Finally, Jon Moscot is hoping for a shot to be a #5 starter.  Maybe he can be a #4 if things break right for him?  Maybe?  He won't strike guys out, but if he can avoid walks and get some ground balls then maybe can be a passable rotation cog.  My guess, unfortunately, is that he's destined for middle relief.

Age-23 Pitchers
And now here is an even bigger group!

Steamer approves heartily of the Reds' pickup of Rookie Davis, although it is worth noting that this is (for whatever reason) a projection for him as a reliever.  Brandon Finnegan also looks ready to roll as a reliever, though I'm keen to see him get a full season of starting before the Reds toss him back into relief.

Somewhat disappointing, perhaps, is the projection on Robert Stephenson, the Reds #1 prospect on most lists.  The key for Stephenson will be his ability to avoid the walk while staying effective.  His walk rates have been in excess of 4 bb/9 at both AA and AAA, so I'm very inclined to let him start the year in AAA despite the clamors we're hearing to promote him as soon as possible on the basis of his hype and spring training performance.  The prospect guys love his stuff, and we've certainly seen talented pitchers figure things out in the major leagues.  I remember trading Matt Harvey in my fantasy league back in 2012 when he was sporting a 4+ bb/9 rate, only to see him take a huge step forward and become Matt Effin' Harvey the next season.  But we've also seen guys who never figure it out and become nothing.  I'd wager there are more in the latter category than the former, but I'm rooting for him.

Cody Reed is a guy I'm pleasantly surprised to see rate so well.  Reed was another big riser year in prospect rankings as he took a significant step forward.  He was already rising when the Reds got him mid-season, and then he went on a crazy tear in the second half.  Steamer is giving him a reliever projection here, but what I'm taking from it is that not all of his rising expectation is just recency bias.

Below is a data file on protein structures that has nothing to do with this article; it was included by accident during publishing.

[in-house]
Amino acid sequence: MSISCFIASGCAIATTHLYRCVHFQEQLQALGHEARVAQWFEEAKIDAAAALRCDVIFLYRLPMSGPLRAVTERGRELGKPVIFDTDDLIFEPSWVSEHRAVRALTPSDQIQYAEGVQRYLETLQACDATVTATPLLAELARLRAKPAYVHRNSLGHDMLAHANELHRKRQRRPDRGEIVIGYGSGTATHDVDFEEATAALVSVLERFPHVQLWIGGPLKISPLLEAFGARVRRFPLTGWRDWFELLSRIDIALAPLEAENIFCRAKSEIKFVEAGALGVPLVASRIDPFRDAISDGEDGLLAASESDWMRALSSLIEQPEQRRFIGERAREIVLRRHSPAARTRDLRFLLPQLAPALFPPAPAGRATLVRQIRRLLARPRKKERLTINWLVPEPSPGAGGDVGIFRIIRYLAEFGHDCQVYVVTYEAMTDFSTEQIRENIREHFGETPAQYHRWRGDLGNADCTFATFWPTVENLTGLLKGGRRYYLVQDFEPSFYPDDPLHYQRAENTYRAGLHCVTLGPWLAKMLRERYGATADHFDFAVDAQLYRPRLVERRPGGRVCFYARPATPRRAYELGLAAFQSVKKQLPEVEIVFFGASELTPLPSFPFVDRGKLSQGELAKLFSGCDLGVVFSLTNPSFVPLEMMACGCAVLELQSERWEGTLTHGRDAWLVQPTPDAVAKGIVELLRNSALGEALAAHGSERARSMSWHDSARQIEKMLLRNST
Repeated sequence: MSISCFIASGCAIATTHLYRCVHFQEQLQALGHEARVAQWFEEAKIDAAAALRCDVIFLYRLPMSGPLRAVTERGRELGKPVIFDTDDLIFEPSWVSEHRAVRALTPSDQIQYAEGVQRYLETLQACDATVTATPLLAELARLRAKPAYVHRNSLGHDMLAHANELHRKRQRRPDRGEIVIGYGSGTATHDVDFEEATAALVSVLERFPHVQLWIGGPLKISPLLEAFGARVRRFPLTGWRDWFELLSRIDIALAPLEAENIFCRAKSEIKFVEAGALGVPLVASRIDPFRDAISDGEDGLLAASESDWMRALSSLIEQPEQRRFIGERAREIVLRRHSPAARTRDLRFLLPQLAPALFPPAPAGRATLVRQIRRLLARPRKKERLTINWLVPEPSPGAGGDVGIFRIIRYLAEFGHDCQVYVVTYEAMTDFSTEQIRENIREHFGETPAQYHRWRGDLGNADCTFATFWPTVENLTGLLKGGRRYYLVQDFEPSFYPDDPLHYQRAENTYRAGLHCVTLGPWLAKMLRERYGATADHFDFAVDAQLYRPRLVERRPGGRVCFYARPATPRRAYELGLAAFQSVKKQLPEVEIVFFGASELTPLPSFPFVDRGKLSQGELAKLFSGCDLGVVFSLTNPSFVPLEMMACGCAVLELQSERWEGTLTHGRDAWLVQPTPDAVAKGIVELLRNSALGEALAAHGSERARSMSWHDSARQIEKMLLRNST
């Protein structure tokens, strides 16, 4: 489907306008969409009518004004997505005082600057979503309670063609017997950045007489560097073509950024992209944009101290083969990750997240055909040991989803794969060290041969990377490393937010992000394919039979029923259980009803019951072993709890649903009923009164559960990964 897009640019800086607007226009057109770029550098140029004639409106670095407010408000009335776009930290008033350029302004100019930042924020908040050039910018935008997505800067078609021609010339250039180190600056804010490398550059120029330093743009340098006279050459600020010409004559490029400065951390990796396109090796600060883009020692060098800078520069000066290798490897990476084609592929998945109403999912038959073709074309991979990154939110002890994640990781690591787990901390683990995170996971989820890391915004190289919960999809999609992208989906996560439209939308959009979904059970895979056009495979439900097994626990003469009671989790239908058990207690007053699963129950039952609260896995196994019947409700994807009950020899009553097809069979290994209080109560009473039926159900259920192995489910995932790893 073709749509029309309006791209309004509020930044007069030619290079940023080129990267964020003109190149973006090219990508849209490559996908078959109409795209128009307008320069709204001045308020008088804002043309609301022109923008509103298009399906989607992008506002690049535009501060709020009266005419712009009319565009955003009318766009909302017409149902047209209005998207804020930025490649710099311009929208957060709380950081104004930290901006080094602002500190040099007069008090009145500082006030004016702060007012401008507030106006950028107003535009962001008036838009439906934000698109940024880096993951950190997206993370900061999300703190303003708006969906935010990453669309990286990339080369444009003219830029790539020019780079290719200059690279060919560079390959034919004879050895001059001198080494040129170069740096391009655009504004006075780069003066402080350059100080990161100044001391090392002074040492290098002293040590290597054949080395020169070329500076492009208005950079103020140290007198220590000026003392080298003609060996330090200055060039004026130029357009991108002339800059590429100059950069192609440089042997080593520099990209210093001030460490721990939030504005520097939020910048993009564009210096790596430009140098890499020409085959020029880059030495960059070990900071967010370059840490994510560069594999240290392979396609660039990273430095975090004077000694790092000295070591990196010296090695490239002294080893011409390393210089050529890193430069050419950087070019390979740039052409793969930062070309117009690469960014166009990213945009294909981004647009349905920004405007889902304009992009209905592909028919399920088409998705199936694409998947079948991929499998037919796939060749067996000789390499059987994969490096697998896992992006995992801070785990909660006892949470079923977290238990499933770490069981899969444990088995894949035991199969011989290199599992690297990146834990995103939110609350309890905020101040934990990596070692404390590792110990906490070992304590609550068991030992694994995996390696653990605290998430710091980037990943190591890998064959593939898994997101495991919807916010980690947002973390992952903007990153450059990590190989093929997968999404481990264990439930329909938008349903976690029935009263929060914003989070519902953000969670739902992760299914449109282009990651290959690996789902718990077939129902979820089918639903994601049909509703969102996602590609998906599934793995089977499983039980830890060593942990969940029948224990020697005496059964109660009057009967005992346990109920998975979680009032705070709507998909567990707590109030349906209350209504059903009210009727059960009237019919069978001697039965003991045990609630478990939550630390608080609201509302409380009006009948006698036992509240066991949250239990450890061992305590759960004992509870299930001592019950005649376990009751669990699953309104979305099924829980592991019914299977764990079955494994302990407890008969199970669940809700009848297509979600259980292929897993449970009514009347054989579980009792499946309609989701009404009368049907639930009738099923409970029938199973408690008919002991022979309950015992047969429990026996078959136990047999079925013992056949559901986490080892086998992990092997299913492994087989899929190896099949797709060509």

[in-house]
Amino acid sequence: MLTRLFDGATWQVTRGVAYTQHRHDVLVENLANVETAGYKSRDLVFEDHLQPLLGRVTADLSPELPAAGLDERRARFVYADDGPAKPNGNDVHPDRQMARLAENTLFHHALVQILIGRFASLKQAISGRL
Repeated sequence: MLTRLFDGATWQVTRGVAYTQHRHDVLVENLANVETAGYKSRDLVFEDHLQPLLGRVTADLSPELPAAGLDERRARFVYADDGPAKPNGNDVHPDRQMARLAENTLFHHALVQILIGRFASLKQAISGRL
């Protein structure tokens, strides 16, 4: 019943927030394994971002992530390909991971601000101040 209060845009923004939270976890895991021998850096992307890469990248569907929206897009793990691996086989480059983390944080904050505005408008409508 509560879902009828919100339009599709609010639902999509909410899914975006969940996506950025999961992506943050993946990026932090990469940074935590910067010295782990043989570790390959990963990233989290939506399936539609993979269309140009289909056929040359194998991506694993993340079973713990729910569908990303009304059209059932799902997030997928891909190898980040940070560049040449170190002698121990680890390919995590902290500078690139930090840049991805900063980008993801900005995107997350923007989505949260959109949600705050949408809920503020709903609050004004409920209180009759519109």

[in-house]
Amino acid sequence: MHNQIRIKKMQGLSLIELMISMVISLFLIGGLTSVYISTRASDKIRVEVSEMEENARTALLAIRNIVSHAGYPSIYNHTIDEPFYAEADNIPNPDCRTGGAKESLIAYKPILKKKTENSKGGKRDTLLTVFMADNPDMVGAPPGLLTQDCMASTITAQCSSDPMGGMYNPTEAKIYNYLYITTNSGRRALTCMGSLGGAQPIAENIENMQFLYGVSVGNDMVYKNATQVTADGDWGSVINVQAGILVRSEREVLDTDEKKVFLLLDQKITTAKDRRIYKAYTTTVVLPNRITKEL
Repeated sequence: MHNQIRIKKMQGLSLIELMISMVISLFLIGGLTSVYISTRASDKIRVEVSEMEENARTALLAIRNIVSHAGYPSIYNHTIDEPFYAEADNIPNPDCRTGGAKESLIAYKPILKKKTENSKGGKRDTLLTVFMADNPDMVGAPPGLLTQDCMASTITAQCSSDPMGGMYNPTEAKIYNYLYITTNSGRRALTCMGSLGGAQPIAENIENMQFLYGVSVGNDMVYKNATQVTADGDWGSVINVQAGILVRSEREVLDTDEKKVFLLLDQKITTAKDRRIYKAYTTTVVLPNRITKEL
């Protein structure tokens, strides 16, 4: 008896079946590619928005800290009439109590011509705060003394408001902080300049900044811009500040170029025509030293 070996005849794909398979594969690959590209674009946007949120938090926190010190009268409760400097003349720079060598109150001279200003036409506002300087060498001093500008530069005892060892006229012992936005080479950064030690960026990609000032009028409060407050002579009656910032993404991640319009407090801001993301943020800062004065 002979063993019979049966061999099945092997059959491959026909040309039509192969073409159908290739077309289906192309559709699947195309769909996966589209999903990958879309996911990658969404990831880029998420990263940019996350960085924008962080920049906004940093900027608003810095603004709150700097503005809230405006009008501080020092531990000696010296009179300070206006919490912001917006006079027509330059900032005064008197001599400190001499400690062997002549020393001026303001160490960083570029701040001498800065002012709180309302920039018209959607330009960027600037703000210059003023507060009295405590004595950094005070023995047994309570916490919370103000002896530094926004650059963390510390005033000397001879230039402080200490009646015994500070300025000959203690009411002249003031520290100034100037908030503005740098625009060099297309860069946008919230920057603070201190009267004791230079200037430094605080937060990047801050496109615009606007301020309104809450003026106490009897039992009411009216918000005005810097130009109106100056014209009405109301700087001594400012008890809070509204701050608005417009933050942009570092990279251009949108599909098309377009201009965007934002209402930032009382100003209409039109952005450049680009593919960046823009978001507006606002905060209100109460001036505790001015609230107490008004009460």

Nick Howard.  Sigh.  When I see Howard, I can't help but think that he's a case where the Reds just got too cute.  They had been having some success with the closer-to-starter thing with Cingrani and Lorenzen, so they followed suit by taking Howard.  He's been a catastrophe.  As I said with Crawford above, never count out a top pick entirely, but I think in his case, at least, the experiment with starting is over.  Now it's time to see if they can salvage a relief arm with him.

Age-22 Pitchers
I'm surprised to see that Sal Romano still is just 22 years old.  He was drafted back in 2012, and has been steadily showing improvement as he works his way through the system.  He got shelled at AA late last season, but seems likely to begin there as a 22-year old this season.  He hasn't shown particularly exciting peripherals, but he's always been young for his level.  Another good year, and he's suddenly banging on the door in Cinci.

Keury Mella was the main return for Mike Leake last summer.  He slots in with Nick Travieso as the top talents in this younger tier of prospects.  I'm been pretty tickled to see Travieso rising over the past few years, because for a while he looked like he'd been a lost selection.  He was so darn young when drafted, though, and the Reds patience and instruction is seemingly now paying off.  AA could be a big test for him.

Age-21 Pitchers and Below
Somewhat surprisingly, there aren't a lot of Reds pitching prospects entering their age-21 or below season. Tyler Mahle had a great season for Dayton last year and seems ready for his next step.  The other two didn't even get a projection in Steamer's database.  Both Antonio Santillan and Ian Kahaloa have appeared at the bottom of some of the various top-10 Reds lists, even if sometimes just listed below the top-10 as a guy to keep an eye on.